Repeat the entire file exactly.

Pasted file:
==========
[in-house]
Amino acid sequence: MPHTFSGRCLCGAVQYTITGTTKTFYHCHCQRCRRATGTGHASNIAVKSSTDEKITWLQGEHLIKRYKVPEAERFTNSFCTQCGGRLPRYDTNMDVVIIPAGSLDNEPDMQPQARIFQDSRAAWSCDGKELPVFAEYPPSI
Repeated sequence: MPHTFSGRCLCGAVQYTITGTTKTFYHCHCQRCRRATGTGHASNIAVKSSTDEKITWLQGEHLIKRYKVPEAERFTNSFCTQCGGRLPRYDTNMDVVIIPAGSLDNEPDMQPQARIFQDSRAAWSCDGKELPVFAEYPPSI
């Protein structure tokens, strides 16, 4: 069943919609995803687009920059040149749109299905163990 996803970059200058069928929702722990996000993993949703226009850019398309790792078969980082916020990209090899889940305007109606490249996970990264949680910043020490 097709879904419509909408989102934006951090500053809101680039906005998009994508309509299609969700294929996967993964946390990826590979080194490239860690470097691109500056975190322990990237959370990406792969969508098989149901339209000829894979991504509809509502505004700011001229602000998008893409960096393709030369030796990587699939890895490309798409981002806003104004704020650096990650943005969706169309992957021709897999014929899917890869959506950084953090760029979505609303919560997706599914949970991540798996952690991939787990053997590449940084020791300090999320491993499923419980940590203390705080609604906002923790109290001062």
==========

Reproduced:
[in-house]
Amino acid sequence: MPHTFSGRCLCGAVQYTITGTTKTFYHCHCQRCRRATGTGHASNIAVKSSTDEKITWLQGEHLIKRYKVPEAERFTNSFCTQCGGRLPRYDTNMDVVIIPAGSLDNEPDMQPQARIFQDSRAAWSCDGKELPVFAEYPPSI
Repeated sequence: MPHTFSGRCLCGAVQYTITGTTKTFYHCHCQRCRRATGTGHASNIAVKSSTDEKITWLQGEHLIKRYKVPEAERFTNSFCTQCGGRLPRYDTNMDVVIIPAGSLDNEPDMQPQARIFQDSRAAWSCDGKELPVFAEYPPSI
């Protein structure tokens, strides 16, 4: 069943919609995803687009920059040149749109299905163990 996803970059200058069928929702722990996000993993949703226009850019398309790792078969980082916020990209090899889940305007109606490249996970990264949680910043020490 097709879904419509909408989102934006951090500053809101680039906005998009994508309509299609969700294929996967993964946390990826590979080194490239860690470097691109500056975190322990990237959370990406792969969508098989149901339209000829894979991504509809509502505004700011001229602000998008893409960096393709030369030796990587699939890895490309798409981002806003104004704020650096990650943005969706169309992957021709897999014929899917890869959506950084953090760029979505609303919560997706599914949970991540798996952690991939787990053997590449940084020791300090999320491993499923419980940590203390705080609604906002923790109290001062």